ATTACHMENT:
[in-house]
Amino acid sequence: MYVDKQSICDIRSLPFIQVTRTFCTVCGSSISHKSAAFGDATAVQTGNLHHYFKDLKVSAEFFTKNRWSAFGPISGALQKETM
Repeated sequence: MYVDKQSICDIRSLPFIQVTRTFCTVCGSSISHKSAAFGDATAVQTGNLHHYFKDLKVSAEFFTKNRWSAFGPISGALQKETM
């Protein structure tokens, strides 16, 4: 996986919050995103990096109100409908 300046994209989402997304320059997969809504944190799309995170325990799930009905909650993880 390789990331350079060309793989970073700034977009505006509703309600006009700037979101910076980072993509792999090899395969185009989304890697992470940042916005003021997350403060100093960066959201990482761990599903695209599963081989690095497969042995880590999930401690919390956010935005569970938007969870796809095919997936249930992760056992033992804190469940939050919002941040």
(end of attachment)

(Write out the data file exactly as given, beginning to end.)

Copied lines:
[in-house]
Amino acid sequence: MYVDKQSICDIRSLPFIQVTRTFCTVCGSSISHKSAAFGDATAVQTGNLHHYFKDLKVSAEFFTKNRWSAFGPISGALQKETM
Repeated sequence: MYVDKQSICDIRSLPFIQVTRTFCTVCGSSISHKSAAFGDATAVQTGNLHHYFKDLKVSAEFFTKNRWSAFGPISGALQKETM
């Protein structure tokens, strides 16, 4: 996986919050995103990096109100409908 300046994209989402997304320059997969809504944190799309995170325990799930009905909650993880 390789990331350079060309793989970073700034977009505006509703309600006009700037979101910076980072993509792999090899395969185009989304890697992470940042916005003021997350403060100093960066959201990482761990599903695209599963081989690095497969042995880590999930401690919390956010935005569970938007969870796809095919997936249930992760056992033992804190469940939050919002941040």